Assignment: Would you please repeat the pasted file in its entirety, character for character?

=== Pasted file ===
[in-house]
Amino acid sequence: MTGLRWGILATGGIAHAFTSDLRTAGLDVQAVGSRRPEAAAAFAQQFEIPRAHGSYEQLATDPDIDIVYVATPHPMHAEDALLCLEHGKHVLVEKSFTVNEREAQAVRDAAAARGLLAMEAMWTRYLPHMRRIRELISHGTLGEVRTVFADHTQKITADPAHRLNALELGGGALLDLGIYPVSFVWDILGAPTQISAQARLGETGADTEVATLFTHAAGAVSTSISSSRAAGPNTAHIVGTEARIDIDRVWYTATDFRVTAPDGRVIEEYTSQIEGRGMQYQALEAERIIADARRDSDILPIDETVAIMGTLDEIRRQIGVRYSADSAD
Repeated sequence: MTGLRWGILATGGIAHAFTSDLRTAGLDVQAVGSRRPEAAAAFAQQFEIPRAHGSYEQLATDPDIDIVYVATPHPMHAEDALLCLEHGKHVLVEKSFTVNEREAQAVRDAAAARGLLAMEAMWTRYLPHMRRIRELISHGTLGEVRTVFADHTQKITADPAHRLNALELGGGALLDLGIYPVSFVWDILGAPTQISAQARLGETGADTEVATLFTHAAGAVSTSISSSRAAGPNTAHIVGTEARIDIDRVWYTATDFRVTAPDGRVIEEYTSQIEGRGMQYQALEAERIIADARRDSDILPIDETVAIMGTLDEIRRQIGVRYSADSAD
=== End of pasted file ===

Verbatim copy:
[in-house]
Amino acid sequence: MTGLRWGILATGGIAHAFTSDLRTAGLDVQAVGSRRPEAAAAFAQQFEIPRAHGSYEQLATDPDIDIVYVATPHPMHAEDALLCLEHGKHVLVEKSFTVNEREAQAVRDAAAARGLLAMEAMWTRYLPHMRRIRELISHGTLGEVRTVFADHTQKITADPAHRLNALELGGGALLDLGIYPVSFVWDILGAPTQISAQARLGETGADTEVATLFTHAAGAVSTSISSSRAAGPNTAHIVGTEARIDIDRVWYTATDFRVTAPDGRVIEEYTSQIEGRGMQYQALEAERIIADARRDSDILPIDETVAIMGTLDEIRRQIGVRYSADSAD
Repeated sequence: MTGLRWGILATGGIAHAFTSDLRTAGLDVQAVGSRRPEAAAAFAQQFEIPRAHGSYEQLATDPDIDIVYVATPHPMHAEDALLCLEHGKHVLVEKSFTVNEREAQAVRDAAAARGLLAMEAMWTRYLPHMRRIRELISHGTLGEVRTVFADHTQKITADPAHRLNALELGGGALLDLGIYPVSFVWDILGAPTQISAQARLGETGADTEVATLFTHAAGAVSTSISSSRAAGPNTAHIVGTEARIDIDRVWYTATDFRVTAPDGRVIEEYTSQIEGRGMQYQALEAERIIADARRDSDILPIDETVAIMGTLDEIRRQIGVRYSADSAD